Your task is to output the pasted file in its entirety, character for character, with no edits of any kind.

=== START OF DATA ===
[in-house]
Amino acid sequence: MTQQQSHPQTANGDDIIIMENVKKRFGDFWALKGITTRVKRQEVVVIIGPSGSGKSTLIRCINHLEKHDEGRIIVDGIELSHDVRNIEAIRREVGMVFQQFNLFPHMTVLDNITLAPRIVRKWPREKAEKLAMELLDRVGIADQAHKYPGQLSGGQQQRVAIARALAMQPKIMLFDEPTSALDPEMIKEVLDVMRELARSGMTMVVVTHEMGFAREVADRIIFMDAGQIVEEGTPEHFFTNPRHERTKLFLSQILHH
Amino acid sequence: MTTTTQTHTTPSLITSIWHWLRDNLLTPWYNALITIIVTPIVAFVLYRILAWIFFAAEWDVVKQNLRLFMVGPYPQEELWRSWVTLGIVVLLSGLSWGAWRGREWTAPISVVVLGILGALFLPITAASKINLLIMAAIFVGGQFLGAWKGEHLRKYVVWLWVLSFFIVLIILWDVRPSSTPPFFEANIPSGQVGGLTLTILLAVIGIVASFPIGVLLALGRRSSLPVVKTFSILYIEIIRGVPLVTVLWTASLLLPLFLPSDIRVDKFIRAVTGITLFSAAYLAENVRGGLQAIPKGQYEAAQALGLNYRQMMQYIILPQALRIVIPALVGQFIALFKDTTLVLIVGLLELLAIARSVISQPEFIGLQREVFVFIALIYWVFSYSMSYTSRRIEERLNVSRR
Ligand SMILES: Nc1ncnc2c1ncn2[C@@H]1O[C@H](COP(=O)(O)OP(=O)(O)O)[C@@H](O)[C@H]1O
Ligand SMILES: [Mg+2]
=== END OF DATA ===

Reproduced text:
[in-house]
Amino acid sequence: MTQQQSHPQTANGDDIIIMENVKKRFGDFWALKGITTRVKRQEVVVIIGPSGSGKSTLIRCINHLEKHDEGRIIVDGIELSHDVRNIEAIRREVGMVFQQFNLFPHMTVLDNITLAPRIVRKWPREKAEKLAMELLDRVGIADQAHKYPGQLSGGQQQRVAIARALAMQPKIMLFDEPTSALDPEMIKEVLDVMRELARSGMTMVVVTHEMGFAREVADRIIFMDAGQIVEEGTPEHFFTNPRHERTKLFLSQILHH
Amino acid sequence: MTTTTQTHTTPSLITSIWHWLRDNLLTPWYNALITIIVTPIVAFVLYRILAWIFFAAEWDVVKQNLRLFMVGPYPQEELWRSWVTLGIVVLLSGLSWGAWRGREWTAPISVVVLGILGALFLPITAASKINLLIMAAIFVGGQFLGAWKGEHLRKYVVWLWVLSFFIVLIILWDVRPSSTPPFFEANIPSGQVGGLTLTILLAVIGIVASFPIGVLLALGRRSSLPVVKTFSILYIEIIRGVPLVTVLWTASLLLPLFLPSDIRVDKFIRAVTGITLFSAAYLAENVRGGLQAIPKGQYEAAQALGLNYRQMMQYIILPQALRIVIPALVGQFIALFKDTTLVLIVGLLELLAIARSVISQPEFIGLQREVFVFIALIYWVFSYSMSYTSRRIEERLNVSRR
Ligand SMILES: Nc1ncnc2c1ncn2[C@@H]1O[C@H](COP(=O)(O)OP(=O)(O)O)[C@@H](O)[C@H]1O
Ligand SMILES: [Mg+2]